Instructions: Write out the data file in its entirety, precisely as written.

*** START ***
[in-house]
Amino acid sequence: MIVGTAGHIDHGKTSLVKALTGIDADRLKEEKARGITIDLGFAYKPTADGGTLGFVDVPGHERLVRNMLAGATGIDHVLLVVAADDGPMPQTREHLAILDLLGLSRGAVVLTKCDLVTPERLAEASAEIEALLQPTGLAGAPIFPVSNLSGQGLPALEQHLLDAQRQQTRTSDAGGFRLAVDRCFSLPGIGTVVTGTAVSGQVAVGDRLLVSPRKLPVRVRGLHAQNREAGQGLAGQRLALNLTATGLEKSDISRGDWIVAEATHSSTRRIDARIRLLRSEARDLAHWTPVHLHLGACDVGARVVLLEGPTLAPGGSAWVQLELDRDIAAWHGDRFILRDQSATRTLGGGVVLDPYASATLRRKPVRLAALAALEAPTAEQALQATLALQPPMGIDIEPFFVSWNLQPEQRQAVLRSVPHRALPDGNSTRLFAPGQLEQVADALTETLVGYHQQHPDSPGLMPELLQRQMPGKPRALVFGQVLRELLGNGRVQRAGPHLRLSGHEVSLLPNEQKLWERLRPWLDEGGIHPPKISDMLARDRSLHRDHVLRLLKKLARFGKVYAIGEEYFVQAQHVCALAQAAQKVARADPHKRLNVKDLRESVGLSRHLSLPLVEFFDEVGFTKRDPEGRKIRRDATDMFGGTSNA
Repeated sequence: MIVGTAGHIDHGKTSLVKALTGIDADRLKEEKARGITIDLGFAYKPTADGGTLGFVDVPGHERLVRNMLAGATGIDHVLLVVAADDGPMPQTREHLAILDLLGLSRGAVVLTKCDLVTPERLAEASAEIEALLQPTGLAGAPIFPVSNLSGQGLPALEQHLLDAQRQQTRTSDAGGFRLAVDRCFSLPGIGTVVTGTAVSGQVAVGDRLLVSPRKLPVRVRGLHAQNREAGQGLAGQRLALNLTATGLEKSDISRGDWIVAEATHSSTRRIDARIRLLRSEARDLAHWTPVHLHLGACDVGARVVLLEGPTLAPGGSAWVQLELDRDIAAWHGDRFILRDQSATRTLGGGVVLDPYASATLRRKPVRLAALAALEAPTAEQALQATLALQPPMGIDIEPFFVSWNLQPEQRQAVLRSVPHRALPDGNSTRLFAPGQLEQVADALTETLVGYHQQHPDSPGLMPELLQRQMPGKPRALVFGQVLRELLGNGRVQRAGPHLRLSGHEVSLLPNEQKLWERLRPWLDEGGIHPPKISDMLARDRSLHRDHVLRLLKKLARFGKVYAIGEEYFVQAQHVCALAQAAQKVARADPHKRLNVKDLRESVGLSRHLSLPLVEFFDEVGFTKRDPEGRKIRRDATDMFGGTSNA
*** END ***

[in-house]
Amino acid sequence: MIVGTAGHIDHGKTSLVKALTGIDADRLKEEKARGITIDLGFAYKPTADGGTLGFVDVPGHERLVRNMLAGATGIDHVLLVVAADDGPMPQTREHLAILDLLGLSRGAVVLTKCDLVTPERLAEASAEIEALLQPTGLAGAPIFPVSNLSGQGLPALEQHLLDAQRQQTRTSDAGGFRLAVDRCFSLPGIGTVVTGTAVSGQVAVGDRLLVSPRKLPVRVRGLHAQNREAGQGLAGQRLALNLTATGLEKSDISRGDWIVAEATHSSTRRIDARIRLLRSEARDLAHWTPVHLHLGACDVGARVVLLEGPTLAPGGSAWVQLELDRDIAAWHGDRFILRDQSATRTLGGGVVLDPYASATLRRKPVRLAALAALEAPTAEQALQATLALQPPMGIDIEPFFVSWNLQPEQRQAVLRSVPHRALPDGNSTRLFAPGQLEQVADALTETLVGYHQQHPDSPGLMPELLQRQMPGKPRALVFGQVLRELLGNGRVQRAGPHLRLSGHEVSLLPNEQKLWERLRPWLDEGGIHPPKISDMLARDRSLHRDHVLRLLKKLARFGKVYAIGEEYFVQAQHVCALAQAAQKVARADPHKRLNVKDLRESVGLSRHLSLPLVEFFDEVGFTKRDPEGRKIRRDATDMFGGTSNA
Repeated sequence: MIVGTAGHIDHGKTSLVKALTGIDADRLKEEKARGITIDLGFAYKPTADGGTLGFVDVPGHERLVRNMLAGATGIDHVLLVVAADDGPMPQTREHLAILDLLGLSRGAVVLTKCDLVTPERLAEASAEIEALLQPTGLAGAPIFPVSNLSGQGLPALEQHLLDAQRQQTRTSDAGGFRLAVDRCFSLPGIGTVVTGTAVSGQVAVGDRLLVSPRKLPVRVRGLHAQNREAGQGLAGQRLALNLTATGLEKSDISRGDWIVAEATHSSTRRIDARIRLLRSEARDLAHWTPVHLHLGACDVGARVVLLEGPTLAPGGSAWVQLELDRDIAAWHGDRFILRDQSATRTLGGGVVLDPYASATLRRKPVRLAALAALEAPTAEQALQATLALQPPMGIDIEPFFVSWNLQPEQRQAVLRSVPHRALPDGNSTRLFAPGQLEQVADALTETLVGYHQQHPDSPGLMPELLQRQMPGKPRALVFGQVLRELLGNGRVQRAGPHLRLSGHEVSLLPNEQKLWERLRPWLDEGGIHPPKISDMLARDRSLHRDHVLRLLKKLARFGKVYAIGEEYFVQAQHVCALAQAAQKVARADPHKRLNVKDLRESVGLSRHLSLPLVEFFDEVGFTKRDPEGRKIRRDATDMFGGTSNA